Derecho a una vivienda digna en Latinoamerica

Fri, 14 Aug 2015 14:19 PM
Author: Thomson Reuters Foundation, TECHO, Hewlett Packard & PAGBAM
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Urbanization, defined in terms of population growth in urban areas, has been driven by economic development. However, poverty is also urbanizing. The concentration of economic development in a few large cities results in population booms that severely test the coping capacity of policymakers and authorities. One of the most visible outcomes of rapid urbanization has been the creation and persistence of slums. According to UNDP, at least one third of the world’s population lives in slums or squatter settlements. Through the joint work of families living in extreme poverty with youth volunteersTECHO has been seeking to overcome poverty in slums in Latin America since 1997.

This report, commissioned by TECHO, is an overview in Spanish of the most recent legislation, jurisprudence and public policies on the right to adequate housing in eleven jurisdictions: Argentina, Bolivia, Brazil, Chile, Colombia, Ecuador, Mexico, Paraguay, Peru, Uruguay and Venezuela. In each jurisdiction, the research focuses on the legal framework related to the right to adequate housing, forced evictions and “squatters rights” (or “Prescripcion Adquisitiva”) in an urban context.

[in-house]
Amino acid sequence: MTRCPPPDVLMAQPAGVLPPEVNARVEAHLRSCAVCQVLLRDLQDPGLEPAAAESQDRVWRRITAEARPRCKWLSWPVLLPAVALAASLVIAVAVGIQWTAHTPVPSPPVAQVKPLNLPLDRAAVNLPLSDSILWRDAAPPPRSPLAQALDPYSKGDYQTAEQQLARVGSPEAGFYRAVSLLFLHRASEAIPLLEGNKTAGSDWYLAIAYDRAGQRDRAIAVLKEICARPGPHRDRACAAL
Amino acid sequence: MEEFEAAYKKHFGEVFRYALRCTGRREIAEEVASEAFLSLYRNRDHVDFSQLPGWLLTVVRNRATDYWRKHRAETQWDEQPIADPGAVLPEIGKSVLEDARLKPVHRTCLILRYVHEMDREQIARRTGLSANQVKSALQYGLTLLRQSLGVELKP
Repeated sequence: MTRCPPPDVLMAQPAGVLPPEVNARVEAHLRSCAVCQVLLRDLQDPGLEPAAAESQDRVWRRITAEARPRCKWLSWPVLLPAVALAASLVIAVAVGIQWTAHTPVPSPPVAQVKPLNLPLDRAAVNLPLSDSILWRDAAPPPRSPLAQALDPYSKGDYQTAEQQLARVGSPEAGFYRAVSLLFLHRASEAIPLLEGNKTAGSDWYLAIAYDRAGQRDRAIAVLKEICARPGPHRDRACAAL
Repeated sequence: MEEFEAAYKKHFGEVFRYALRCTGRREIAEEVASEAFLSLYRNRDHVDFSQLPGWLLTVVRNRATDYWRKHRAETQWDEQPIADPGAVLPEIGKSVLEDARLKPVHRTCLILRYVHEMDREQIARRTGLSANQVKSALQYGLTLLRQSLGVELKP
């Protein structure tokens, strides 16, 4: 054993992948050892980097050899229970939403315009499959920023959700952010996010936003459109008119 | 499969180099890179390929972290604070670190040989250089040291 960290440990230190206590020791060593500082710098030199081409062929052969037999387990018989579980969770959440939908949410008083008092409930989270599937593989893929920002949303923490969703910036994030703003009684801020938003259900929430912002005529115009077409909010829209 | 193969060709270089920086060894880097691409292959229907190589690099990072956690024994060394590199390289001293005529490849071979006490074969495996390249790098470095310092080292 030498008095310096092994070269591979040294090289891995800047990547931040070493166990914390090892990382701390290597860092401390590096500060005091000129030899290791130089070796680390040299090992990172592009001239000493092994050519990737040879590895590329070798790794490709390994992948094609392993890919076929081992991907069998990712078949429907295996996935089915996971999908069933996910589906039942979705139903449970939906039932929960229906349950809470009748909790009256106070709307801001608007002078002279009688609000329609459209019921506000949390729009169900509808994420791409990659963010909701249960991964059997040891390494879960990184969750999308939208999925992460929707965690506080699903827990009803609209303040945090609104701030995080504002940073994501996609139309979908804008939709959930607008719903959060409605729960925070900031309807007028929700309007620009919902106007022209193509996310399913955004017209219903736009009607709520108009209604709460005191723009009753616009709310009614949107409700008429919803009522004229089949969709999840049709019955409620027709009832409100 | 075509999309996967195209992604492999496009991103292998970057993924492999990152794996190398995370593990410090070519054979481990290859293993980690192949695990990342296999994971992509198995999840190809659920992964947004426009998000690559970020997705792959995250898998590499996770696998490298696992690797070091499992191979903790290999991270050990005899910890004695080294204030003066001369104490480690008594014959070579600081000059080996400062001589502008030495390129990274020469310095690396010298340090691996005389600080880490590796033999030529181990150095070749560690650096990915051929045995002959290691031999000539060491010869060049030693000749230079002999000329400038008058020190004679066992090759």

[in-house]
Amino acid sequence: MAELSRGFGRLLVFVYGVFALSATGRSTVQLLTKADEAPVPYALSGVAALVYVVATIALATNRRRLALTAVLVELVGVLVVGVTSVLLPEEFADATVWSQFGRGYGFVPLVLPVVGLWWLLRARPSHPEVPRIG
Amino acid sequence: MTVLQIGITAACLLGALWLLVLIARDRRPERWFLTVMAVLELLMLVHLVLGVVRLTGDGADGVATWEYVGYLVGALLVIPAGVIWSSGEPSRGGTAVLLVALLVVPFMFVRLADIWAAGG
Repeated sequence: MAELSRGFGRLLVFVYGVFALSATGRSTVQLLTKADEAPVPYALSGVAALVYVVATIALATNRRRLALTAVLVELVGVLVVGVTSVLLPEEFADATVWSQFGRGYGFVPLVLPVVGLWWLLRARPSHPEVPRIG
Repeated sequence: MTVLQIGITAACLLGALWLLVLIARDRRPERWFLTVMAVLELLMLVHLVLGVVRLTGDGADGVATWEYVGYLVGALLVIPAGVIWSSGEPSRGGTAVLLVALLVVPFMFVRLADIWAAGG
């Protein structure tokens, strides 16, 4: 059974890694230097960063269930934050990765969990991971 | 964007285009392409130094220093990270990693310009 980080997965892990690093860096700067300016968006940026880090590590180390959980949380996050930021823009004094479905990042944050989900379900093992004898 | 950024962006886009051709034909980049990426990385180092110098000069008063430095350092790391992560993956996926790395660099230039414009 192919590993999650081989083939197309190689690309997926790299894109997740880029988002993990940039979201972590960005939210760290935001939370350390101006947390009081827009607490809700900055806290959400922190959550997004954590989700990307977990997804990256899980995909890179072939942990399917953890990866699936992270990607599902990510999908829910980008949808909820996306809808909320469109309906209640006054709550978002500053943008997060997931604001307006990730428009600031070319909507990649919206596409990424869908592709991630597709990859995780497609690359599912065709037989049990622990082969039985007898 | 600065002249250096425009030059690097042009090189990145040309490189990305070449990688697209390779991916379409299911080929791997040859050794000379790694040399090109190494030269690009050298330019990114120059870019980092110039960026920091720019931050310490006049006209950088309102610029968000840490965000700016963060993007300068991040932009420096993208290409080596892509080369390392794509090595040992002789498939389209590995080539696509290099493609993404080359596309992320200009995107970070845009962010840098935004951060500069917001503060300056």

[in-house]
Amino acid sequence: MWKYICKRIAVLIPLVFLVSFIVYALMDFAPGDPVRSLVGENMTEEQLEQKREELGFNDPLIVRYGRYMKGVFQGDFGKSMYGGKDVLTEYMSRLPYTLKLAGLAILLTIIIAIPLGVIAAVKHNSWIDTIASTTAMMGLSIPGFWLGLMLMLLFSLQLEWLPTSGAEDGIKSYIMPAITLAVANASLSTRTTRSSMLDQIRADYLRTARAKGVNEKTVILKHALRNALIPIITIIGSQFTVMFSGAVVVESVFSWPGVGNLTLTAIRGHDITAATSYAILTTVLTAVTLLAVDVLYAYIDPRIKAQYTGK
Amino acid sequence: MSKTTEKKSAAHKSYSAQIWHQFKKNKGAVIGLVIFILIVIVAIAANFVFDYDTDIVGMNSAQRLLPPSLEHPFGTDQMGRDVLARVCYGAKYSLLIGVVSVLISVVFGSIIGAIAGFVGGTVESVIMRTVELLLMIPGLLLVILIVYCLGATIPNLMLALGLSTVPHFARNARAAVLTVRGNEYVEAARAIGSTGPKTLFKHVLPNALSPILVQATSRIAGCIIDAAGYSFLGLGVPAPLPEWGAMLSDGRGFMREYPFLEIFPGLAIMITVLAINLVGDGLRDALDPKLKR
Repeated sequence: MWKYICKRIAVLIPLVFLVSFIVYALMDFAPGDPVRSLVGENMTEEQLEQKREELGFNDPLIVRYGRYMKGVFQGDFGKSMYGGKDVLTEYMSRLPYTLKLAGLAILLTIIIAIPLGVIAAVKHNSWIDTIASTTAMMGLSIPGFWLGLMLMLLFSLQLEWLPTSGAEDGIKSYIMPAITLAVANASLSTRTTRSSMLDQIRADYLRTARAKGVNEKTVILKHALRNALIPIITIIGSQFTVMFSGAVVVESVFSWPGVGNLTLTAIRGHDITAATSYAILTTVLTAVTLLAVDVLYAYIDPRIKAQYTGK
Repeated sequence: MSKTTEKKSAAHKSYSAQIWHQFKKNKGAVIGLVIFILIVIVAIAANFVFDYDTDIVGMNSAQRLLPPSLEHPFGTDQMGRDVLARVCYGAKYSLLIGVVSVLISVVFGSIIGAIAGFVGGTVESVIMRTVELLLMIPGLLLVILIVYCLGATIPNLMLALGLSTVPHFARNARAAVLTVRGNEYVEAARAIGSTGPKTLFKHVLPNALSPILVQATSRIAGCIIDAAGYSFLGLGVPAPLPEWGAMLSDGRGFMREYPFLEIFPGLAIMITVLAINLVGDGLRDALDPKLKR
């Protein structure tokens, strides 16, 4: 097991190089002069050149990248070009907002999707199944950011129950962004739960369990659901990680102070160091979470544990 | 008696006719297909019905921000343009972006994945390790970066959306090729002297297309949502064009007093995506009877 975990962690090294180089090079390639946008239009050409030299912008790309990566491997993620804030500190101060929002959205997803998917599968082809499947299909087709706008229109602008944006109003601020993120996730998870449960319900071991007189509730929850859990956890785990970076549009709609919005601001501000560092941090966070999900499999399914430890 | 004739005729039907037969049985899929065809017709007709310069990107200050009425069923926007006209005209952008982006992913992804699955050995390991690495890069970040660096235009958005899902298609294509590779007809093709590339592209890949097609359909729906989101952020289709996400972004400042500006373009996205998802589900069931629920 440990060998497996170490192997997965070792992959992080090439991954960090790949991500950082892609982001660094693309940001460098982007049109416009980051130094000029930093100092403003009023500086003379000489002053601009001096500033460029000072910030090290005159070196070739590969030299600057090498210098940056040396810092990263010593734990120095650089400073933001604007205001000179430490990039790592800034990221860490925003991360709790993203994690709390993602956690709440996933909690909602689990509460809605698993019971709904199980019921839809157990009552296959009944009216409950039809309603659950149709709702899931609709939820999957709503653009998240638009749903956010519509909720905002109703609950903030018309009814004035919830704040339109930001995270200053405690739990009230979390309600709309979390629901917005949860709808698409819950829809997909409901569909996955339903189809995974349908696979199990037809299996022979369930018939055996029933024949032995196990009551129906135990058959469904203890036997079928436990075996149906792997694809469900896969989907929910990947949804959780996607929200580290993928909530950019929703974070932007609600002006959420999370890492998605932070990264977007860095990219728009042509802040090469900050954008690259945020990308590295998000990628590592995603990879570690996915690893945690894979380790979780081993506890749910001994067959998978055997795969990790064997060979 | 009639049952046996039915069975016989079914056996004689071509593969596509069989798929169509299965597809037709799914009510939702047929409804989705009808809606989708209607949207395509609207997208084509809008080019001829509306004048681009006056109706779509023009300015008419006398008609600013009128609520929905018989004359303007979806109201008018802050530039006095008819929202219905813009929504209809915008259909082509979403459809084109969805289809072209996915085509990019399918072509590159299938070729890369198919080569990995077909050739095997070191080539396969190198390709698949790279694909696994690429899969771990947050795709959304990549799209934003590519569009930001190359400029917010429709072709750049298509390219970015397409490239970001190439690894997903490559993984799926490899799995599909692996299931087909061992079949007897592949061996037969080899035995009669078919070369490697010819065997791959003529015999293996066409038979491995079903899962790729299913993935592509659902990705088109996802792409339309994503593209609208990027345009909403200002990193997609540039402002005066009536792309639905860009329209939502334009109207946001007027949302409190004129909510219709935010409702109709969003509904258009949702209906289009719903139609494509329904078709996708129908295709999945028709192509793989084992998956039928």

Urban poverty is a major challenge affecting Latin America across borders, languages and constitutions. By focusing on the comparative analysis of recent jurisprudence and legislation on the topic, this research highlights the various ways in which the enforceability of the right to adequate housing has been gradually developing in the different countries of Latin America.

Derecho a una vivienda digna en Latinoamerica is produced by the Thomson Reuters Foundation, TECHO, Hewlett Packard’s in-house legal team and a global team of law firms: Pérez Alati, Grondona, Benites, Arntsen & Martínez de Hoz (h), Guevara & Gutiérrez, Machado Meyer Sendacz Opice, Ferrada Nehme, Posse Herrera Ruiz, Romero Arteta Ponce y Garcia Sayan Abogados

We hope this study will be a useful tool for those working to eradicate urban poverty across Latin America and that it provides a clearer picture at the regional level of this global phenomenon which recognizes no border, culture or legal framework.

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